Saturday, August 30, 2008

there are no diamonds in the mine

I decided to go on one last walk through Maadi tonight.  I'm planning to move to my new place tomorrow.  I promise to write up the rest of my apartment search soon.

I left my building and looked for my kittens.  None of them were there.  There's usually a black car parked outside whose tires they like to hide behind, but it was too dark for me to see underneath.  So I climbed the stairs and crossed the green cigarette-strewn footbridge over the tracks to Sakanet el Maadi.  This area of town tries very hard to be American, but it never quite succeeds.  From half a block away, I could hear Pizza Hut still throbbing with the bass of some third-rate techno song.  Right after I walked by, a moped with KFC painted in bright red on the rear sped past me and smashed into a slow-moving black-and-white taxi.  No one seemed hurt, but the driver got out of his cab to yell at the delivery man and the delivery man got off his moped to yell at the driver.  A man on a bike with a massive plate of bread balanced on his head rode through the altercation.  I was worried that he would fall; and the plate did tip precariously, with all of the bread sliding and piling up against one side; but somehow he made it through without dropping a single piece.

I turned down a side street and saw a group of boys playing soccer with a tan mud-caked ball.  They were very good.  Some of them seemed to be showing off, bouncing the ball off of their knees and head before going in to score.  A little boy in a red Spiderman shirt sat on the curb, watching them play.  As I got closer, I noticed a crutch propped against the wall beside him.  A few minutes after walking by, I thought (but I wasn't quite sure) that he may have been the boy I saw on the metro on my way home earlier.  This boy threaded his way through the crowds of people on the train car, somehow avoiding hitting anyone with his crutch.  He would stop and prop himself on his good leg and hold out tiny ziploc bags of black and blue and red bic pens, selling them for only one pound.  But I didn't see him get many takers.

Eventually I crossed under the bridge into el Maadi.  Here the McDonald's fade into nameless open-air koshari shops with flies buzzing around the food and groups of men smoking Cleopatra cigarettes out front.  It's far enough into the city that the sky is totally black, without even the few stars that I can see from my balcony back in Sakanet.  There are three men here that sell shoddy electrical appliances (mostly lamps) with shops side-by-side.  A few days ago I played them off one another to save a few pounds on a fan.  Tonight two of the shops were closed, with rusty iron bars lowered in front of the doors and windows.  The three men were in front of the third shop.  They were kneeling on a red rug with gold embroidery, praying.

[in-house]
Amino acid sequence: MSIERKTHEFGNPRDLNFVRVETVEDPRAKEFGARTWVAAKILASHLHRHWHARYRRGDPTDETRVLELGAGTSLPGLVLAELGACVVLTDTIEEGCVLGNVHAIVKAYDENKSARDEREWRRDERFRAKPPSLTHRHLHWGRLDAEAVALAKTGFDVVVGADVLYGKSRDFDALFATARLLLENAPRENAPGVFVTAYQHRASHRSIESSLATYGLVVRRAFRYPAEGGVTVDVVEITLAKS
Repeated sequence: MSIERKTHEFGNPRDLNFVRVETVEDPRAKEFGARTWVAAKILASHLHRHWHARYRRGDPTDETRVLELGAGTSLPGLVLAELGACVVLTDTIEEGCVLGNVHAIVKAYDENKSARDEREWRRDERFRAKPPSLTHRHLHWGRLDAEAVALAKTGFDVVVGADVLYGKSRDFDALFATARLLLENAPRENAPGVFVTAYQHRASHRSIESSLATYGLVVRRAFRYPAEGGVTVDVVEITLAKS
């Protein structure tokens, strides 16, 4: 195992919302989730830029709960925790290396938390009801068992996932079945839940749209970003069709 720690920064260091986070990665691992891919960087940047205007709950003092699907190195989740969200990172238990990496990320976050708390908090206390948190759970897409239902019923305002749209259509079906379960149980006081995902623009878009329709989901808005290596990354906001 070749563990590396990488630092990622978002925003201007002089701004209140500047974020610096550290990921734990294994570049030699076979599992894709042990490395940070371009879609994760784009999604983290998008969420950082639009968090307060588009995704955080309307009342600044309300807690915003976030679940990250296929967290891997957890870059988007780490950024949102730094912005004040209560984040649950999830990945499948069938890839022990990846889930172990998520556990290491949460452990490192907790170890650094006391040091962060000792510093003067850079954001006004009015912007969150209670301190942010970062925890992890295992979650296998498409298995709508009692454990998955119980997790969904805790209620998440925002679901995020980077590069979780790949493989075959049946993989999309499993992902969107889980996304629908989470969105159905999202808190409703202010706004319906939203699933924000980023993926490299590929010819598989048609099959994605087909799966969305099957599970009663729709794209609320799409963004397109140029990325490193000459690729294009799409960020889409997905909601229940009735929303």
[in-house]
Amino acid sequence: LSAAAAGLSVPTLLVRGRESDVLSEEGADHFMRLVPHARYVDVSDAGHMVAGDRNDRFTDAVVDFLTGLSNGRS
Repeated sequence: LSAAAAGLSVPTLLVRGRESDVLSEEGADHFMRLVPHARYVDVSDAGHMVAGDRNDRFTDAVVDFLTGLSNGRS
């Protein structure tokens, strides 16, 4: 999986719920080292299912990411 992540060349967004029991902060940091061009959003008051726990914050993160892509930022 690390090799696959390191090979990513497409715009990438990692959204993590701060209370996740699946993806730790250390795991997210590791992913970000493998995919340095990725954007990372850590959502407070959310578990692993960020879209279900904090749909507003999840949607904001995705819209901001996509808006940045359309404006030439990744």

The traffic was much louder here.  Cars kept honking their horns for no reason that I could know.  I had to turn my ipod up (Leonard Cohen - Songs of Love and Hate).  I get enough stares for being foreign, but using my ipod seems double them.  I try not to do it often, but tonight I made an exception.  I suppose that maybe some of these people have never seen an ipod before.

A group of women wearing full black jilbab were setting up lanterns in preparation for Ramadan.  One woman stood at the top of a tall wooden ladder while two stood below her.  The wind would gust and the two women would grasp the ladder to steady it, but it still seemed to sway more than was safe.  A few of the lanterns were already lit, casting a soft yellow glow on the scene.  It illuminated (very slightly) a nearby rubbish heap.  A group of brown dogs with fox ears stood on one side of the heap, snarling at a group of grey and black and spotted dogs on the other side.

I turned around and walked back by the lamp shops.  The men were done praying and the shops were open again.  All of the lamps outside were turned on, big faux-gold ones and tiny plastic ones with supposed hieroglyphs painted slipshod around the base and lots of Ramadan lanterns.  In the center of it all was a rainbow disco ball; it didn't spin so much as cast all of its colors onto a nearby tree before slowly rotating halfway around its axis and then immediately jolting its lights back to the tree.  Above it all, a pair of ovals joined together like eyeglasses were mounted to the upper wall.  They flashed green, which I thought was a little ironic.

When I returned to my building one of my kittens (the white one with little black and brown spots) was lying in the road.  She wasn't moving.  I panicked more than I probably should have.  I ran into a shop across the road, trying to puzzle out in my mind how to ask for a vet in Arabic.  But when I left the shop, she was gone.  I guess she was just sleeping.

Friday, August 29, 2008

i know pizza hut, and this is no pizza hut